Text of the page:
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Brux column: Economic scapegoating in the age of populism

This opinion column will address the economics of current policy issues. Writer Dr. Jackie Brux is an emeritus professor of economics and founder/director of the Center for International Development at UW-River Falls; and author of the college textbook, “Economic Issues and Policy.”

We've seen very kind and compassionate letters to this paper, along with biased and intolerant ones. We're talking here of the topic of immigration, though there are multiple related issues. I had hoped that a previous column put to rest the false argument that immigration is bad for U.S. jobs and the economy. I guess I was wrong — it hasn't.

The problem of economic scapegoating is stronger than ever, not just in the U.S. but around the world. Since the beginning of time, ruling parties have used a "divide and conquer" strategy that seeks the approval of disadvantaged populations by finding scapegoats on which to place the blame. And, they gain this approval by promising to fix the problem "caused by" these scapegoats. For example, a disadvantaged population in the U.S. struggles with unemployment, poor education and poverty. This population cheers to its president who promises to cut regulations, bring back coal, stop immigration, pull out of global treaties, enact trade restrictions, and promote populist policies they believe will help them, even though they will not. They are moved by leaders who claim to represent them against the scapegoats, which tend to be racial and ethnic minorities, people of different cultures or religions, foreign people, and foreign governments. They respond to someone who tells them that he has their backs, and he will fend off the "danger" that any of these other entities pose. And, it is logical that some people in this disadvantaged group will come to fear and oppose the scapegoats who are assumed to pose the threat. For a few, these attitudes can manifest in racism, bigotry, and even white supremacy; as well as attitudes that are anti-European or anti-Canada or Mexico, or anti-any foreign country that is perceived to pose a threat — and of course, any immigrant.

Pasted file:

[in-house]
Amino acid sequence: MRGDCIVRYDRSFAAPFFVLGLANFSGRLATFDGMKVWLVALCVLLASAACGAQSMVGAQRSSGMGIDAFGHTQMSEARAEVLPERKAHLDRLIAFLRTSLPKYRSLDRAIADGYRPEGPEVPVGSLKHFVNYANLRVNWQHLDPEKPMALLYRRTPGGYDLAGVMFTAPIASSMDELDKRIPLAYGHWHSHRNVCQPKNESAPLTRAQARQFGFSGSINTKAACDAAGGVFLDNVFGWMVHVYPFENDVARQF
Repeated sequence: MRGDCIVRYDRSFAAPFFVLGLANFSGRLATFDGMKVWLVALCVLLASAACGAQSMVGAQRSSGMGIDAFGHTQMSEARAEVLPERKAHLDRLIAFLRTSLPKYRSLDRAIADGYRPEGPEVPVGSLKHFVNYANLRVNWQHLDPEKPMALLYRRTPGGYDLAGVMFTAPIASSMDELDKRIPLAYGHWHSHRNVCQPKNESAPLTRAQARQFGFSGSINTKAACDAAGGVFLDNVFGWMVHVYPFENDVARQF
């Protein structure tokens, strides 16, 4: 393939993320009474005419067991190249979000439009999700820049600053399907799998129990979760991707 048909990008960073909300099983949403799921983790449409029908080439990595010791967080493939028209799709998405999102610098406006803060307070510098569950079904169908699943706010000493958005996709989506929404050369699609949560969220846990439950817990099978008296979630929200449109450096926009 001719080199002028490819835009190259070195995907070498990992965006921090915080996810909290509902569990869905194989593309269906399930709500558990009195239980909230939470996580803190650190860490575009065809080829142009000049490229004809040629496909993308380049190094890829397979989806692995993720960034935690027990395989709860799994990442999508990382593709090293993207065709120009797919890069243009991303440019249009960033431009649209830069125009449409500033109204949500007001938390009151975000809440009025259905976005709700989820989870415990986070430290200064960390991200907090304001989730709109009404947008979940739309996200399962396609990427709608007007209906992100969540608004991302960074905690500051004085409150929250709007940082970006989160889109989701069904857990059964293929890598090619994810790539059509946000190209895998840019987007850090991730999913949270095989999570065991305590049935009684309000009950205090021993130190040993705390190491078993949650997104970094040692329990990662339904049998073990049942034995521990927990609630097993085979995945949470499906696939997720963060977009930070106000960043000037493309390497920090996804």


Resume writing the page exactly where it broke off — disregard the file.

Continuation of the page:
In Europe, much of the blame is placed on the surge of refugees fleeing violence in war-torn countries. In Italy, this month's election created Europe's first full-fledged populist government, with the new phrase, "Italians come first, then the rest of the world." Does this sound familiar?

The Czech Republic's new Prime Minister was elected on his pledge to fight Muslim immigration. He is called the "Czech Donald Trump." Protesters in Germany proclaim, "No

Islam in Germany." Similar movements take place in Hungary, Russia, Turkey, Israel, Germany, France, and others. The Denmark and Sweden Nordic Resistance movement wants to protect its "white heritage" and "not allow in scum." I ask again, does any of this sound familiar? Does our president not refer to immigrants as animals, criminals, rapists, and murderers?

Tens of thousands of white supremacists in Poland recently rallied against "the dilution [of their] pure, white race." They charged, "pure Poland, white Poland." U.S. white supremacist Richard Spencer cheered on the rally. You remember Richard Spencer, of 2017 Charlottesville white supremacist fame: "As white people we'll take a stand. The South will rise again." When Trump was elected, Spencer bellowed, "Hail Trump, hail our people, hail victory!" as his supporters gave Nazi-style salutes. Of Charlottesville, Trump announced there were very fine people on both sides: the white supremacists and their protesters.

The existential problem, however, is that the disadvantaged group of Americans, including the poor and unemployed white people who comprise part of Trump's base, have been neglected under previous presidents of both major political parties. Policies of the past that have advanced our economy have not guaranteed that the benefits of our prosperity trickle down to all groups.

These include the structurally unemployed who, despite the benefits to our economy from trade, immigration, and regulation; have nevertheless lost their jobs. These include unemployed people who have been told that their problems are caused by precisely these policies: government regulations, trade, immigration, affirmative action, and environmental protection. Unless politicians promote economic policies that are both efficient and equitable, that assist all people, that educate all people, that employ all people, disadvantaged people will continue to be neglected and susceptible to scapegoating and misplaced blame.

In other words, immigrants are not the problem. Scapegoating is. As is our president.